Enote 50 – Kanchanaburi and the River KwaiFebruary 02, 2009
Kanchanaburi and the river Kwai:
Fortified by a short stay in Bangkok, accompanied by our stalwart TRep Judy Noyes and David and Barbara Shirley, we set off on the Kanchanaburi trip. Those of you who remember World War II and the Japanese occupation of southeast Asia, will know that Kanchanaburi was the locus of many atrocities committed by the Japanese upon the allied prisoners of war. The city itself has a large cemetery containing the graves of American, British, Australian and other prisoners of war. Further north in the province along the railroad that passes over the river Kwai, is a place where prisoners were required to work in an emergency effort to dig a cut through the rock for the train. Torches were used at night so work could proceed 24 hours a day, and the place gained the name hell-fire pass. An engraved plaque mounted at one end describes the help of a doctor who cared for the sick and dying. It ends with these words, ”WHEN YOU GO HOME, TELL THEM OF US AND SAY WE GAVE OUR TOMORROW FOR YOUR TODAY.” Just thought I’d pass it along.
Because of the large diversity of conditions we see here, this trip always seems to provide emotional highs and lows. Starting out one morning with an unsettling visit to the Paw Ker Taw village school, which left us wondering whether or not to continue our support there, we had a delightful afternoon visit to a school which we helped for several years until it was taken over by the Thai. It is now part of the Daw Cha Daw program and is prospering. The following day we visited Paw Lu Lu’s Safe House, a place of sanctuary for the diseased, the disturbed, and the very old. Although it is a gracious gift from Paw Lu Lu, the Thai Burmese Border Consortium, and other benefactors, it is not an easy sight to see. The next day Judy Noyes had a marathon day of interviews. We finally closed the day with a party for our graduates. The picture on the left, starting from the left shows: Kanyar, from Ramkhamhaeng, she works in Thai courts in Bangkok translating between Thai, Mon, Karen and Burmese for boys and girls abused by Thai employers; Moo Moo from Rajapaht Kanchanaburi, she works in an orphanage in Huay Malai helping the manager with office work. She also has befriended one of the orphan children who you see second from the right; standing is Nampeung, she graduated from Mission College, and now works for the MSF (Doctors Without Borders), ordering supplies and traveling to the Burma border to visit her Karen and Mon people; Finally Mali is an accountant who also graduated from Rajapaht Kanchanaburi and now works in Huay Malai. The young man is Kanyar’s brother and is hoping to get support from us. Not shown is one more young woman, Somsri, who graduated from Bangkok University, and also works as a manager at the Kwai River Christian Hospital. It is nice to end our day on a high.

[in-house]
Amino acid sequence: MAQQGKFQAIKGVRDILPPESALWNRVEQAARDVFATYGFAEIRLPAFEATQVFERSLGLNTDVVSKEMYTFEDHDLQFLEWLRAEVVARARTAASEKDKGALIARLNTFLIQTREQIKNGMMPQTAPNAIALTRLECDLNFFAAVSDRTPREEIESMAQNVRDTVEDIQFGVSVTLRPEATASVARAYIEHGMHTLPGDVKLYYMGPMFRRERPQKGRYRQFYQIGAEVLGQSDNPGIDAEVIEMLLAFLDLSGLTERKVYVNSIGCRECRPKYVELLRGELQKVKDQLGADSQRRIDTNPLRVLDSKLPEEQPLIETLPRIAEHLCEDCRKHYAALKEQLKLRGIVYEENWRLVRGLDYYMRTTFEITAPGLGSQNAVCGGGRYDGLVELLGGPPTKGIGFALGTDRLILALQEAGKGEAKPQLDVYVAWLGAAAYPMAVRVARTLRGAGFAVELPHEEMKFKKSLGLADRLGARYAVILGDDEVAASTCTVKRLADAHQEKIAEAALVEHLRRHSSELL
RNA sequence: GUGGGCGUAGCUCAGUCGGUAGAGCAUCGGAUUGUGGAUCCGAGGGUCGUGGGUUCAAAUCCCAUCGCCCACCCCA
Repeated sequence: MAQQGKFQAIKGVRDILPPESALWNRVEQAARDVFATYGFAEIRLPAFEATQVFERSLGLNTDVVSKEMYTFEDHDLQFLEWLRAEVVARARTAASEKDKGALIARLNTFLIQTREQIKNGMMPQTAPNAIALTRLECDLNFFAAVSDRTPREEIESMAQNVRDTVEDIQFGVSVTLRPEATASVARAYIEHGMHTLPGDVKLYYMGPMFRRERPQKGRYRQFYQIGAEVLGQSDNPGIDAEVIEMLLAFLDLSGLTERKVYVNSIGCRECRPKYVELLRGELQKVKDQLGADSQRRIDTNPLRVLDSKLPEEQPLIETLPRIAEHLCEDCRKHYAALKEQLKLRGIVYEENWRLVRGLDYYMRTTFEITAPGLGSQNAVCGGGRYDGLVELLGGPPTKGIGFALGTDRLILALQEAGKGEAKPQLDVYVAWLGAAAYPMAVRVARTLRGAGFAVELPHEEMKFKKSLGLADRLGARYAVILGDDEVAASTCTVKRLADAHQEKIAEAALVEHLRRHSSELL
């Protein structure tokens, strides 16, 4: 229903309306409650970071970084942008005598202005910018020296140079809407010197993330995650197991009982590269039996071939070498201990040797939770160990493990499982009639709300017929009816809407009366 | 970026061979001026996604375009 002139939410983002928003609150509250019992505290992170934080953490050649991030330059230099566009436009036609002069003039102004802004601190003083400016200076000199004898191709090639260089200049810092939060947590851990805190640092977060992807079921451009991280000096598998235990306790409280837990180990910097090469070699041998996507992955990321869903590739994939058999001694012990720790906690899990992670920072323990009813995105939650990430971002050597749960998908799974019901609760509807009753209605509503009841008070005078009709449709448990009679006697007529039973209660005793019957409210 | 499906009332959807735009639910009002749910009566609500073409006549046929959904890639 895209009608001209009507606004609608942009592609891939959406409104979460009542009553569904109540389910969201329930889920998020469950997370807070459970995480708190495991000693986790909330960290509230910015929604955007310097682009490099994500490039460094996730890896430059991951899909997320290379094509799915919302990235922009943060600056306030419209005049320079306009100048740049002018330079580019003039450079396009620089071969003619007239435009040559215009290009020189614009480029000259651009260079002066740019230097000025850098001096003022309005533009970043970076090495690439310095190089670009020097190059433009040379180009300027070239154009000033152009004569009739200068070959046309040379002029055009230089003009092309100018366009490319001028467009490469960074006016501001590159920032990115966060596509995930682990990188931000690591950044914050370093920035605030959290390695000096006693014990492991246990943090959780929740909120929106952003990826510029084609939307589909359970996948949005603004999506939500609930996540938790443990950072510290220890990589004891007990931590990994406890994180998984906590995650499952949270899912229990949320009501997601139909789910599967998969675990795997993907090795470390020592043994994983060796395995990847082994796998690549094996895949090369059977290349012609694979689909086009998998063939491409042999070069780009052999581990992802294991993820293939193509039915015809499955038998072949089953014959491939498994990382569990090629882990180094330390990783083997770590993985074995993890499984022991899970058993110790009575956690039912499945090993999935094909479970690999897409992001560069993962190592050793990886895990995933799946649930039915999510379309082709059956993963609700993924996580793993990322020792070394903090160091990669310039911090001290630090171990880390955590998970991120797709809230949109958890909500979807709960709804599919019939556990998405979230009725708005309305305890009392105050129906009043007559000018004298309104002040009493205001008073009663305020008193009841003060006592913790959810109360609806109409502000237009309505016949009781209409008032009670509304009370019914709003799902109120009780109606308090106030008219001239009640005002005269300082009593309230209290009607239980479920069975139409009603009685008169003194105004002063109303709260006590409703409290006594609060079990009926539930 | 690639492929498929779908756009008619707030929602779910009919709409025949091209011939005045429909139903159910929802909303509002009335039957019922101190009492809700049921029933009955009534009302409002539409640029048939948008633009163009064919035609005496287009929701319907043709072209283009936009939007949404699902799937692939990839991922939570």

To all of you who may be shoveling snow, or otherwise dealing with a difficult climate, we encourage you to think about warm sunny Thailand. Come and visit sometime.
Best wishes to all,